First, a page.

Surveillance of protesters ruled illegal

Police surveillance of a peaceful protester was ruled unlawful today in a decison that lawyers say will change the way demonstrations and protests are policed.
Judges ruled that specialist ­surveillance units from the Metropolitan police had breached the human rights of Andrew Wood, an arms trade campaigner, when they photographed him and stored the pictures on a police database.
One judge said there were ­unresolved civil liberties questions about the way images were taken and retained in "the modern surveillance society". Lord ­Justice Dyson said there were "very serious human rights issues which arise when the state obtains and retains the images of persons who have committed no offence and are not suspected of having ­committed any offence".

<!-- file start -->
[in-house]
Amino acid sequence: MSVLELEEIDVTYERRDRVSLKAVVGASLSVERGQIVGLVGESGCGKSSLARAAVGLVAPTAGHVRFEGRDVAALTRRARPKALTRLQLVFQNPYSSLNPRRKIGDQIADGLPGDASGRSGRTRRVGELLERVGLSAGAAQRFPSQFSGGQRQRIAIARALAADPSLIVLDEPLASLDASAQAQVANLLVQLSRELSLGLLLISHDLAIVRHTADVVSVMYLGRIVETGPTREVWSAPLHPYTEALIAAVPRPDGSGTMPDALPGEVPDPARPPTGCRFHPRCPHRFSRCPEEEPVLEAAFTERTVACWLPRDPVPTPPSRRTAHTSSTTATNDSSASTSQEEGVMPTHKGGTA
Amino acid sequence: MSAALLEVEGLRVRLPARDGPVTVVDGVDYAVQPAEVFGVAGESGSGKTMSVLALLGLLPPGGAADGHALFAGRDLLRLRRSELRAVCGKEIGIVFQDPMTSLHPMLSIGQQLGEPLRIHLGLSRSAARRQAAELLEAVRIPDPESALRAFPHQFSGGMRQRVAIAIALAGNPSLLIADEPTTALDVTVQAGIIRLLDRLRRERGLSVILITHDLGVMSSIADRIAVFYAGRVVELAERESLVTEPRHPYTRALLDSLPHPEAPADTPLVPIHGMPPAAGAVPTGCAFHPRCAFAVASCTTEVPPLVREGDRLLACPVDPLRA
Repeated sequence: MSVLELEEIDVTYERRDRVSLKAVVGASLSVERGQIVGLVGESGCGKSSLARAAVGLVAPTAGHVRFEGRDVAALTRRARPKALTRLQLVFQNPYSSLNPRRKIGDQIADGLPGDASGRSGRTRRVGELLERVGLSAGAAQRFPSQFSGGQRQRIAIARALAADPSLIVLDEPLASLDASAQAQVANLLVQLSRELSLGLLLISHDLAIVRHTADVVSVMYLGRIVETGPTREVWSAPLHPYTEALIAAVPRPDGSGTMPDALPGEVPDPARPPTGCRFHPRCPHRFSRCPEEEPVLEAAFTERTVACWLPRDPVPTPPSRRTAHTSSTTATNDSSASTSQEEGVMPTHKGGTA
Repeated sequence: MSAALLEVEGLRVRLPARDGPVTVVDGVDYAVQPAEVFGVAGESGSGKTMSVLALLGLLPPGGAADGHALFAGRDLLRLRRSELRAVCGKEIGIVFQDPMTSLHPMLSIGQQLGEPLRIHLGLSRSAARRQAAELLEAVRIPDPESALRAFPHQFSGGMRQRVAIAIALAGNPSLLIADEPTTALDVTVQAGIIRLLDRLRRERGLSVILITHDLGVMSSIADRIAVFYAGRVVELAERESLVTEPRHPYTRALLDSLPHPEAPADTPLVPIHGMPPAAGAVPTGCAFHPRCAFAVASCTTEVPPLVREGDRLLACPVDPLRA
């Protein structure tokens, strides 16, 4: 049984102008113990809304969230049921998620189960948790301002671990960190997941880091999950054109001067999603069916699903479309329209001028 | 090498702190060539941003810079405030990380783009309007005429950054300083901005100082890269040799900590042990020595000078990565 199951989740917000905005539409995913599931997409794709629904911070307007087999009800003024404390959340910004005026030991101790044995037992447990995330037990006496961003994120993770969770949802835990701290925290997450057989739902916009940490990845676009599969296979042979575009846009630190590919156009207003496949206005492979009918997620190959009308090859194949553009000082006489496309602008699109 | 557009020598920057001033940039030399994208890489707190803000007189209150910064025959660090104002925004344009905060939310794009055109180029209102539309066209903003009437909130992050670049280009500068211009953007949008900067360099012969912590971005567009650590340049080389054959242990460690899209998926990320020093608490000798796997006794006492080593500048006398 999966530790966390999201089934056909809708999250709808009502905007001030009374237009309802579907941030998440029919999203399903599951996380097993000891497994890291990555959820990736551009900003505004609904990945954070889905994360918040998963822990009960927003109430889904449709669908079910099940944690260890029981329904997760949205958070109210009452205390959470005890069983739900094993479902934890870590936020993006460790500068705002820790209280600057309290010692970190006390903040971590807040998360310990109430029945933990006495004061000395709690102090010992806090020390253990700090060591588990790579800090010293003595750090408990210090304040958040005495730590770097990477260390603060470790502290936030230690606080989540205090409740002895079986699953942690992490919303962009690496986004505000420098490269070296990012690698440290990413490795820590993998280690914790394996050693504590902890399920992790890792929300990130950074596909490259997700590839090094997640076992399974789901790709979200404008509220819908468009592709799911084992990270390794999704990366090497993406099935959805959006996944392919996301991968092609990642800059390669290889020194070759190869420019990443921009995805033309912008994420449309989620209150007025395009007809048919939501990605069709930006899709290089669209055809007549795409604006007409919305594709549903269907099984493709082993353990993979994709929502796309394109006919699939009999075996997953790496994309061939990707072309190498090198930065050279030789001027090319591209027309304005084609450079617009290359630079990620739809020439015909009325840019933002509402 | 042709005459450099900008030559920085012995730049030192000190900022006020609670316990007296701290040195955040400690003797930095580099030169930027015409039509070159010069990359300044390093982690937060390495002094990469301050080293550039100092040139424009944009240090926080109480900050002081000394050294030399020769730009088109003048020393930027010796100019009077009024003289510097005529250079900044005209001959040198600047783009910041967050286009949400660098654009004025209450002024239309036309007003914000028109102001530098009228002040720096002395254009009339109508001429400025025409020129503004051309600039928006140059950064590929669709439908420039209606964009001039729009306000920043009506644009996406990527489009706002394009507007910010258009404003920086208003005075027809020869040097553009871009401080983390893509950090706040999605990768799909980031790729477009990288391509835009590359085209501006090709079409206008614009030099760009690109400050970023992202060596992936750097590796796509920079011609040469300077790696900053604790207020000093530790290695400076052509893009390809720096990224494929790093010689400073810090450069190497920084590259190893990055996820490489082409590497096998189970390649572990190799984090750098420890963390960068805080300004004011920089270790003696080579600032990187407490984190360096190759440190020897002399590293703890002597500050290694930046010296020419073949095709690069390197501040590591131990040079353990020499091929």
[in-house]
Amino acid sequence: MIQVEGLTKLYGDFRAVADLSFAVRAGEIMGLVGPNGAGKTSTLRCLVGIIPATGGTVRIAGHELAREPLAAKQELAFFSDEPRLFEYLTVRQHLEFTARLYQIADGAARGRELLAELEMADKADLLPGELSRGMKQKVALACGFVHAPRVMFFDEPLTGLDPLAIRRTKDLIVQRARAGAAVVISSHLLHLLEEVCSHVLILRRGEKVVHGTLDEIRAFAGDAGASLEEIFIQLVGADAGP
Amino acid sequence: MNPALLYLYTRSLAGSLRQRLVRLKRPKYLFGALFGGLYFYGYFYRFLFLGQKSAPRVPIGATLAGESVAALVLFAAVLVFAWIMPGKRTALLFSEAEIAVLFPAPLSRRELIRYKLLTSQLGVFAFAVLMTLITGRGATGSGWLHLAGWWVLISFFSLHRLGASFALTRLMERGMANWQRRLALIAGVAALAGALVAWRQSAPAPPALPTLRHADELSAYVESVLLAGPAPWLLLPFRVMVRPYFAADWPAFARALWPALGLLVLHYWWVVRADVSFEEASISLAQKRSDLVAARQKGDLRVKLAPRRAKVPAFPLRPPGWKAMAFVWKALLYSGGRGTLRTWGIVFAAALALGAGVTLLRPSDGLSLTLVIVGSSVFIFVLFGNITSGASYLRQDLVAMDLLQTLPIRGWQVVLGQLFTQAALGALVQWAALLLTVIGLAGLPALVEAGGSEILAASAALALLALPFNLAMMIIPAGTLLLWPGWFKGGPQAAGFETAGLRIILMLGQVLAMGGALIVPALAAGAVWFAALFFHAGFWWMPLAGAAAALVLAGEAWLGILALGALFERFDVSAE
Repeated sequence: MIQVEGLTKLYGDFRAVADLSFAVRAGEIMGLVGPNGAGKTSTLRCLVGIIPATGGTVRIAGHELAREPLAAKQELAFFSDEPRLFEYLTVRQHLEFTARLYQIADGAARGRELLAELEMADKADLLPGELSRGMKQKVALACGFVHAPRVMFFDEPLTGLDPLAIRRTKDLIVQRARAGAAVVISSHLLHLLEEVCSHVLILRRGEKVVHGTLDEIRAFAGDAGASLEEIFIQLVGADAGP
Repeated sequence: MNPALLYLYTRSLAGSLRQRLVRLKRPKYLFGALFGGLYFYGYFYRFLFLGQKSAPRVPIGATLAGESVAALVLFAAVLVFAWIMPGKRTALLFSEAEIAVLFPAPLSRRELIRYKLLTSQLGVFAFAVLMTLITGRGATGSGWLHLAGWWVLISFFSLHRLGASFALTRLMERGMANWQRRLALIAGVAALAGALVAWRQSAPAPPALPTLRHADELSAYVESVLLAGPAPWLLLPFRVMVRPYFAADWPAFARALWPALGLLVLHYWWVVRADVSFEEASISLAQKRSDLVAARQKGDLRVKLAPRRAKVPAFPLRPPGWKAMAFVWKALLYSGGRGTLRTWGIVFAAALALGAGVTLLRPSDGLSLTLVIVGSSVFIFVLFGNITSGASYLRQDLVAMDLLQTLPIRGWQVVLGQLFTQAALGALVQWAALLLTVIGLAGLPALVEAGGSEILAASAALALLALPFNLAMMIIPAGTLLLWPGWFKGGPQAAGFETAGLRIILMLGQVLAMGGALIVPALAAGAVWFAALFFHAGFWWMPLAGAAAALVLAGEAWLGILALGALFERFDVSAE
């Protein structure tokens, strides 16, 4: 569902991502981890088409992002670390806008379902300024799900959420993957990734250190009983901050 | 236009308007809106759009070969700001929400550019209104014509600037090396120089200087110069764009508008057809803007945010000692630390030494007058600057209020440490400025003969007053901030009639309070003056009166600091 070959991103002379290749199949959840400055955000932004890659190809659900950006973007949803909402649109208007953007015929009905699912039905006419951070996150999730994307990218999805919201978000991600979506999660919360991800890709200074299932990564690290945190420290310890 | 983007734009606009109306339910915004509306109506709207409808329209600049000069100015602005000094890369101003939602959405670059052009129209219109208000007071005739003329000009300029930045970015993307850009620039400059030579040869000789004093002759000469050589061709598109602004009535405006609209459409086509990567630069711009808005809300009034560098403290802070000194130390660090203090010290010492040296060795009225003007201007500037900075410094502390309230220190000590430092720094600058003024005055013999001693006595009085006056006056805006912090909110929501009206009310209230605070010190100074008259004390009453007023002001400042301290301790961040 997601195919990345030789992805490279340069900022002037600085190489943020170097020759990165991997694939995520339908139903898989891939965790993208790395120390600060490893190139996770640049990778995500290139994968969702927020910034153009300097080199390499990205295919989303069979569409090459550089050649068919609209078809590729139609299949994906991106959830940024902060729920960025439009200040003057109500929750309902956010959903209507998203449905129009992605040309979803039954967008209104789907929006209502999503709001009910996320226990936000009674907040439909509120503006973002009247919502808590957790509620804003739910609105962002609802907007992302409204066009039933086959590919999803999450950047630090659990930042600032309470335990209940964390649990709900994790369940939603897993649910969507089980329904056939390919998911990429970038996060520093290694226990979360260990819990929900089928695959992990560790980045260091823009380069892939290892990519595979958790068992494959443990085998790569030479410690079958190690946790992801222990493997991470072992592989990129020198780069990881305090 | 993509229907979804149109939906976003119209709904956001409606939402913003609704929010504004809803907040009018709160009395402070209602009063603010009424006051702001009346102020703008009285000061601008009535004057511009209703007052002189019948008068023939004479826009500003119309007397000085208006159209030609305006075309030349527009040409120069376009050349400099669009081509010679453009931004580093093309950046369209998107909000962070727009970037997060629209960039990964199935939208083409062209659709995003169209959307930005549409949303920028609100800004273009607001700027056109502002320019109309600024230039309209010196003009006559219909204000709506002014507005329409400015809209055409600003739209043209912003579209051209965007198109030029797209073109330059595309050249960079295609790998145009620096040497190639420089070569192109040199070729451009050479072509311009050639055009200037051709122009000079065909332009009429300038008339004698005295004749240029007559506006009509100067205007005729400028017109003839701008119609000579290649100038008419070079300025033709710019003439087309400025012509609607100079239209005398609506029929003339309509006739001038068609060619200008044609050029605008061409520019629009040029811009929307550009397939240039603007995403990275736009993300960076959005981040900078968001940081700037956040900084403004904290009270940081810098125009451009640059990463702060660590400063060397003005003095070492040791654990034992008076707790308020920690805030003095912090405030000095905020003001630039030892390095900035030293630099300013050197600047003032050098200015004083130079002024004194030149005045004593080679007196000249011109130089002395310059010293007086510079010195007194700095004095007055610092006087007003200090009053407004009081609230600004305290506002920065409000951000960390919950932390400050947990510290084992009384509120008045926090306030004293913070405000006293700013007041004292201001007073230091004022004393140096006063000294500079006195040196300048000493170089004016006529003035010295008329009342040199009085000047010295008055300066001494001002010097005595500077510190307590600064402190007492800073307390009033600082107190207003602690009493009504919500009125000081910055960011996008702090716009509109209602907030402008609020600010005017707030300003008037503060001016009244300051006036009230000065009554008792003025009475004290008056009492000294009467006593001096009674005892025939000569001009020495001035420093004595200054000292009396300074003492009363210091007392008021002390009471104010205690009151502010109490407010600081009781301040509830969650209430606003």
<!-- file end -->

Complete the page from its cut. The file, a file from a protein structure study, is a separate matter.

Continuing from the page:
The judgment is a blow to the Met, which has been criticised over the way it polices protests since last month's G20 ­demonstrations and the death of Ian Tomlinson.
Tonight, human rights lawyers said the ruling could force police to delete thousands of images of protesters stored on their database unless they have grounds for suspecting them of criminal activity.

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